petroleum products, electrical appliances and machinery, paper and printing, etc.

Jua kali (literally ―hot sun‖) industries operate in fields as diverse as the fabrication of
household goods, motor-vehicle parts and farming implements. Evidence suggests that
this sector is expanding rapidly and accounts for a significant proportion of domestic
manufacturing. However, there is a lack of reliable statistics in this area.
In order to bolster manufacturing, the government introduced favourable tax measures
in the 2003-04 budget (including the removal of duty on capital equipment and other raw
materials), followed by additional measures in the 2005/06 and 2006/07 budgets.
Helped by strong export demand, manufacturing has responded and grew in real terms
by 6% in 2003, by 4.5% in 2004 and by 5% in 2005. Similarly, manufacturing exports
climbed from US $218 mn in 2003 to US $350 mn in 2005.
However, the sector continues to confront structural impediments, particularly in
infrastructure, which will take time to correct. Additional challenges include high
electricity costs and a strong shilling, particularly in 2006.
Coca-Cola, plans to invest US$135m in Kenya over the next five years. Its new plans
for Kenya follow a $38 mn restructuring and expansion project in 2004, which led to the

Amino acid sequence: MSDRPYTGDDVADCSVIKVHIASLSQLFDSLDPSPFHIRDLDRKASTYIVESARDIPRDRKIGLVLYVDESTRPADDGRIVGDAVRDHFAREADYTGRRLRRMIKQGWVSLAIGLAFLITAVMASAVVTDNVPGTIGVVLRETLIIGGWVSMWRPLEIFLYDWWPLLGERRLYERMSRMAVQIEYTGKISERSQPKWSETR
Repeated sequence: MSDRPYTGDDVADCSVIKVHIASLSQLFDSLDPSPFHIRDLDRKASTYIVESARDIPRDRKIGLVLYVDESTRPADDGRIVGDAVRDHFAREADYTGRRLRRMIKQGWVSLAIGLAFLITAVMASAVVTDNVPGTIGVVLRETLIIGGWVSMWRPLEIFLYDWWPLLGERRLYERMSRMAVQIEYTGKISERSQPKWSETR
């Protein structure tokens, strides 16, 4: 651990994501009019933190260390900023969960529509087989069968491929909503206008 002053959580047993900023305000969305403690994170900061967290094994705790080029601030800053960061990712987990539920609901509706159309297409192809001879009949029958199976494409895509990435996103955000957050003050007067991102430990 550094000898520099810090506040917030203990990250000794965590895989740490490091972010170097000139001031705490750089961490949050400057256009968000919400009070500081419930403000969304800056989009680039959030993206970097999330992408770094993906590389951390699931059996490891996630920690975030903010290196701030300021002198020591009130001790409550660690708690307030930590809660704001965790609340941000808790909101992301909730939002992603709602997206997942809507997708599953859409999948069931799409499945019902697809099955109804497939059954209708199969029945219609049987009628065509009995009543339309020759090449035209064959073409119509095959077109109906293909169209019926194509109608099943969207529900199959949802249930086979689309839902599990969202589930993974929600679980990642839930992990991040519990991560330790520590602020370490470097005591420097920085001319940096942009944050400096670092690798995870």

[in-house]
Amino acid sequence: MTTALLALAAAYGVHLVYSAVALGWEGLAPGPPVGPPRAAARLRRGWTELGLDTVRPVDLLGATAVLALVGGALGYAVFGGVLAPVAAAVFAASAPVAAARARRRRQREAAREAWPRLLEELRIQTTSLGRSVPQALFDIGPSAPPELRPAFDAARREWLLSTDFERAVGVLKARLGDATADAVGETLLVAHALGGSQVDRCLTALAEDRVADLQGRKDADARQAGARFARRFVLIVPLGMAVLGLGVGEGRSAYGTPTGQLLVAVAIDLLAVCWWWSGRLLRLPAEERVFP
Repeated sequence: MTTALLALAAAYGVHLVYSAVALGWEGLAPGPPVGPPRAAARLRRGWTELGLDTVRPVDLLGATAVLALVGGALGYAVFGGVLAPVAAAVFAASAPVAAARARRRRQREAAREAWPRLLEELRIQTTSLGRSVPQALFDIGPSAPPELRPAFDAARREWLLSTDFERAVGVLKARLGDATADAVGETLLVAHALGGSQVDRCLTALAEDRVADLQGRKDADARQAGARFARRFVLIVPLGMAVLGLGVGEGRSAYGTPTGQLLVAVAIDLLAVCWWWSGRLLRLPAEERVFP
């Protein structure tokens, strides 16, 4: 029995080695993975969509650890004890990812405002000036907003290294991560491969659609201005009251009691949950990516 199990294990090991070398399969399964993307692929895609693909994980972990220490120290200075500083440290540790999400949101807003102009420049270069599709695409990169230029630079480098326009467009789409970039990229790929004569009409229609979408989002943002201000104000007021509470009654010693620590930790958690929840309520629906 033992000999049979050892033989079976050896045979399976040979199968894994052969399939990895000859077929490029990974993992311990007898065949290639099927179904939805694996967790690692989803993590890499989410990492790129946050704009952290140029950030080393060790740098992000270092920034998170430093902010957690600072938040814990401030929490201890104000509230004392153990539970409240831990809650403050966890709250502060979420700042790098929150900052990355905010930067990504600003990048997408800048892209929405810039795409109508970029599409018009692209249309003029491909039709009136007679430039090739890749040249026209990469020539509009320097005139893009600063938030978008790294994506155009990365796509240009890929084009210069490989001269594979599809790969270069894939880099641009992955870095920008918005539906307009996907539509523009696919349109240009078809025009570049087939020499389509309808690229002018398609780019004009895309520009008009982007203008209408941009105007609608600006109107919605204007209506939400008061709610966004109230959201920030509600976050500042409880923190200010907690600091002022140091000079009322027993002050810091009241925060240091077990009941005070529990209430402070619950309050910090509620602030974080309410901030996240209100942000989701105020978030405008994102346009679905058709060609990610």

opening of a modern bottling plant in Embakasi, near Nairobi, in April 2005. Coca-Cola
faces competition in the local market, but remains the dominant player.


Power Sector

Electricity consumption is growing rapidly (by about 5% a year) but generation, which
totals about 950 mw is struggling to keep pace, especially given the heavy reliance on
hydroelectricity, which is vulnerable to drought.
Department of Economics and Statistics/Tata Services Limited
Power production during Jan-July 2007 was up by 10.6% on the year-earlier period,
mainly reflecting a large rise in hydroelectric output (to 57% of total production) after
good rains refilled dams.
The share of thermal power generation, which is mainly the preserve of independent
power producers (IPPs), dipped to 27% as a result, while geothermal's share fell to just
under 16%.

The main power generator is KenGen (70% state-owned), which operates the
hydroelectric dams. Most thermal generation, by comparison, is undertaken by
independent power producers (IPPs), which entered the market in the late 1990s in
response to drought.

Despite the rise in hydroelectric and total output, which is helping KenGen to meet
growing demand for power, the government is still keen to retain links to IPPs. In